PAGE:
9:27 – Focusing on large data warehouse tools and benchmarks, like the Unisys load of 1.1 terabytes in under 30 minutes.  Oracle and Informatica’s record was 45 minutes for 1tb.

9:25 – Tom is talking about the scale-up story.  5% of data warehouses are 25tb or more, and SQL Server 2008 focused on that.  Those job skills are safe, he says, despite the DATAllegro acquisition.

9:22 – Donald Farmer is sending tweets live during the keynote, responding to the community.  I really applaud that – it makes the keynote so much more interactive and personal.  Plus, keep in mind that Twitter isn’t a Microsoft tool.  That kind of personal commitment is awesome.

9:20 – Tom explains that these tools make BI more continuous and interactive so that BI isn’t done by specialized professionals, it’s done by everyone.  I would agree, but I would clarify that end users are CONSUMING it, not “doing” it.  Otherwise, this is great.

9:17 – Demoing PerformancePoint-based dashboards, Live search integrated with a map, communication between management to set expectations.  This screams consulting dollars.

Bruno Aziza and Tom Casey
Bruno Aziza and Tom Casey

9:13 – While Tom talked about BI for everyone and BI being pervasive, the demo is clearly not built by end users.  They can slice and dice, but we’re still talking about an application that’s set up and modeled by BI professionals.  Whew.  Our jobs are safe.

9:10 – Bruno’s showing a single web browser with his contacts, his email, his My Documents, his dashboard, etc. It’s like a collapsed version of Office that centers on you and your work, NOT which application you’re in.  Interesting.

9:08 – Bruno Aziza, Business Architect in Enterprise Marketing is showing off Contoso Oil & Gas BI demo with Sharepoint, search, BI, PerformancePoint and more.  He’s playing operations manager of oil rigs in North America.

9:05 – Tom’s talking about BI for everyone, specifically giving people actionable information.  They’re going to talk about the second half of the twin (Gemini) that relates to us IT professionals.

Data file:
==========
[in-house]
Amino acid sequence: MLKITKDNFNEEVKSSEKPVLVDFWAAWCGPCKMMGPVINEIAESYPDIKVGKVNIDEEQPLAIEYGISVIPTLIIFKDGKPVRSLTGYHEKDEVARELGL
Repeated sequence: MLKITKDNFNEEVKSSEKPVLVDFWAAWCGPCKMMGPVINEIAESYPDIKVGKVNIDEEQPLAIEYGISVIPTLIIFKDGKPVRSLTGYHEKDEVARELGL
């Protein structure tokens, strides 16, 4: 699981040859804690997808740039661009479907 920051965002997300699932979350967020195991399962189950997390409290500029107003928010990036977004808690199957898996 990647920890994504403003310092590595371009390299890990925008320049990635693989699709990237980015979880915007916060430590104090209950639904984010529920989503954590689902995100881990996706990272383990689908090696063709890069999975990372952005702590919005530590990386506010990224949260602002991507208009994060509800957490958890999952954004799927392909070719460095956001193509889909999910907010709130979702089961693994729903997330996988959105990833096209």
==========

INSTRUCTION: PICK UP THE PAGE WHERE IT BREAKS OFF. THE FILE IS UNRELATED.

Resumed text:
9:03 – Tom Casey is onstage talking about the 136 chapters of PASS with 32,500 members in 38 countries.

Kathi Kellenberger wins 2008 PASSion Award
Kathi Kellenberger wins 2008 PASSion Award

9:00 – PASSion Award Winner of 2008 is Kathi Kellenberger!

8:56 – You can try out SQL Server 2008 at  Get a free account and play around with it without installing anything.  Powered by Dell, MaximumASP and Microsoft.

Rushabh Mehta
Rushabh Mehta

8:55 – Announcing PASSPort, a new tool in the virtual SQL Server community that helps you connect, share, learn and be recognized by other SQL Server professional.  Rushabh’s showing it and it looks pretty interesting.

8:52 – The new site is out of beta.  It features hundreds of hours of presentation content.  I love this.

Rushabh Mehta and his Vespa
Rushabh Mehta and his Vespa

8:50 – 92% of the revenue comes from this conference – 72% from the summit, 14% from the expos & sponsorship.  Despite a bad economy, they’re projecting a pretty hefty growth – from $2.6m in FY 2008 to $4.3m in FY 2009.

8:45 – Rushabh’s going through housekeeping stuff about PASS – the parties tonight, financial statements, etc.

8:40 AM – Rushabh Mehta just arrived onstage on a Vespa.  Carrying on a conversation with an offscreen narrator about being jealous of Donald Farmer’s hair.